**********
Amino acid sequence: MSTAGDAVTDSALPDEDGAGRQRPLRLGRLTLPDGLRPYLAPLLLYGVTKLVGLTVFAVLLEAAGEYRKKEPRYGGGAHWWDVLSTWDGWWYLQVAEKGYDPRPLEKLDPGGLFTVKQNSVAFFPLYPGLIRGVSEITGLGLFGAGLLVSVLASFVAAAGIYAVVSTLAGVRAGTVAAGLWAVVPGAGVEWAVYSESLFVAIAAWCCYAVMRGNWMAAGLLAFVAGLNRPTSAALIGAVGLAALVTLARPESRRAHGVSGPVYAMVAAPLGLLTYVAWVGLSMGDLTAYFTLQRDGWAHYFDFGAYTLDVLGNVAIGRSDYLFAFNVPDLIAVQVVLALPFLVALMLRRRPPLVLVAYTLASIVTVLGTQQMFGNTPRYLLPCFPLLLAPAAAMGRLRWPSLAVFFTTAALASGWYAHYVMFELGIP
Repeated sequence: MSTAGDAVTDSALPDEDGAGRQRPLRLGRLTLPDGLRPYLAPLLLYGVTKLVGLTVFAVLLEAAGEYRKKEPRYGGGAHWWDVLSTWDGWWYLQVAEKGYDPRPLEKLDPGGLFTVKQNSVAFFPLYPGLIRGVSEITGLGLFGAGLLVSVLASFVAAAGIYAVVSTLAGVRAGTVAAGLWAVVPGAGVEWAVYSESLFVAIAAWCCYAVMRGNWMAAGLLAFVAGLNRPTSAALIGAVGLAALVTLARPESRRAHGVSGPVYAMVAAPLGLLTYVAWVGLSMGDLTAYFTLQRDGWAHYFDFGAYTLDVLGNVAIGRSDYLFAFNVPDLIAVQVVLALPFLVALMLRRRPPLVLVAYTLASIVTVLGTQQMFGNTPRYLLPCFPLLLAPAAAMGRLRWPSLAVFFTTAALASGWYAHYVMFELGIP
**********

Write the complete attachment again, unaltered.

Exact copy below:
Amino acid sequence: MSTAGDAVTDSALPDEDGAGRQRPLRLGRLTLPDGLRPYLAPLLLYGVTKLVGLTVFAVLLEAAGEYRKKEPRYGGGAHWWDVLSTWDGWWYLQVAEKGYDPRPLEKLDPGGLFTVKQNSVAFFPLYPGLIRGVSEITGLGLFGAGLLVSVLASFVAAAGIYAVVSTLAGVRAGTVAAGLWAVVPGAGVEWAVYSESLFVAIAAWCCYAVMRGNWMAAGLLAFVAGLNRPTSAALIGAVGLAALVTLARPESRRAHGVSGPVYAMVAAPLGLLTYVAWVGLSMGDLTAYFTLQRDGWAHYFDFGAYTLDVLGNVAIGRSDYLFAFNVPDLIAVQVVLALPFLVALMLRRRPPLVLVAYTLASIVTVLGTQQMFGNTPRYLLPCFPLLLAPAAAMGRLRWPSLAVFFTTAALASGWYAHYVMFELGIP
Repeated sequence: MSTAGDAVTDSALPDEDGAGRQRPLRLGRLTLPDGLRPYLAPLLLYGVTKLVGLTVFAVLLEAAGEYRKKEPRYGGGAHWWDVLSTWDGWWYLQVAEKGYDPRPLEKLDPGGLFTVKQNSVAFFPLYPGLIRGVSEITGLGLFGAGLLVSVLASFVAAAGIYAVVSTLAGVRAGTVAAGLWAVVPGAGVEWAVYSESLFVAIAAWCCYAVMRGNWMAAGLLAFVAGLNRPTSAALIGAVGLAALVTLARPESRRAHGVSGPVYAMVAAPLGLLTYVAWVGLSMGDLTAYFTLQRDGWAHYFDFGAYTLDVLGNVAIGRSDYLFAFNVPDLIAVQVVLALPFLVALMLRRRPPLVLVAYTLASIVTVLGTQQMFGNTPRYLLPCFPLLLAPAAAMGRLRWPSLAVFFTTAALASGWYAHYVMFELGIP